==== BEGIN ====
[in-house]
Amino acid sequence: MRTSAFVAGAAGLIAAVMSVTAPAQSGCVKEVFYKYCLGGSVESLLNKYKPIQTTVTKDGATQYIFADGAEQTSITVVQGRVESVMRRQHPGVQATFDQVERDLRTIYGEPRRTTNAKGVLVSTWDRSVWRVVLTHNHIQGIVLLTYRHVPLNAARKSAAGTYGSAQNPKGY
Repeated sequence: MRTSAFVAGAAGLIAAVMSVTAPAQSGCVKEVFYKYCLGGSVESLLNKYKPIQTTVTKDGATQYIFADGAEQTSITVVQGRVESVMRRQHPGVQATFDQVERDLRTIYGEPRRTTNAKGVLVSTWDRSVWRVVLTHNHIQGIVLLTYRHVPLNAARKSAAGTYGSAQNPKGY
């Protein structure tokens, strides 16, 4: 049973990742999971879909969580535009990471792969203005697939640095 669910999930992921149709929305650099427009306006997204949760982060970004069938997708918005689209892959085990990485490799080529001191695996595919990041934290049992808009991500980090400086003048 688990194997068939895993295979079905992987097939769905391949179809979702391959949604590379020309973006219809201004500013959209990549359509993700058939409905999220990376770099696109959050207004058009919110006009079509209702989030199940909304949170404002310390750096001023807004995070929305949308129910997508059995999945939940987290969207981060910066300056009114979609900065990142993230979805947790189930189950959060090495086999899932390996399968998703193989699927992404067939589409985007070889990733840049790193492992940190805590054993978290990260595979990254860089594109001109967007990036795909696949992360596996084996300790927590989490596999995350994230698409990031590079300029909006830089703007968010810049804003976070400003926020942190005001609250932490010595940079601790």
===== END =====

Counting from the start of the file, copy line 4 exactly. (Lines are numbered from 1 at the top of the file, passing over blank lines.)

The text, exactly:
């Protein structure tokens, strides 16, 4: 049973990742999971879909969580535009990471792969203005697939640095 669910999930992921149709929305650099427009306006997204949760982060970004069938997708918005689209892959085990990485490799080529001191695996595919990041934290049992808009991500980090400086003048 688990194997068939895993295979079905992987097939769905391949179809979702391959949604590379020309973006219809201004500013959209990549359509993700058939409905999220990376770099696109959050207004058009919110006009079509209702989030199940909304949170404002310390750096001023807004995070929305949308129910997508059995999945939940987290969207981060910066300056009114979609900065990142993230979805947790189930189950959060090495086999899932390996399968998703193989699927992404067939589409985007070889990733840049790193492992940190805590054993978290990260595979990254860089594109001109967007990036795909696949992360596996084996300790927590989490596999995350994230698409990031590079300029909006830089703007968010810049804003976070400003926020942190005001609250932490010595940079601790």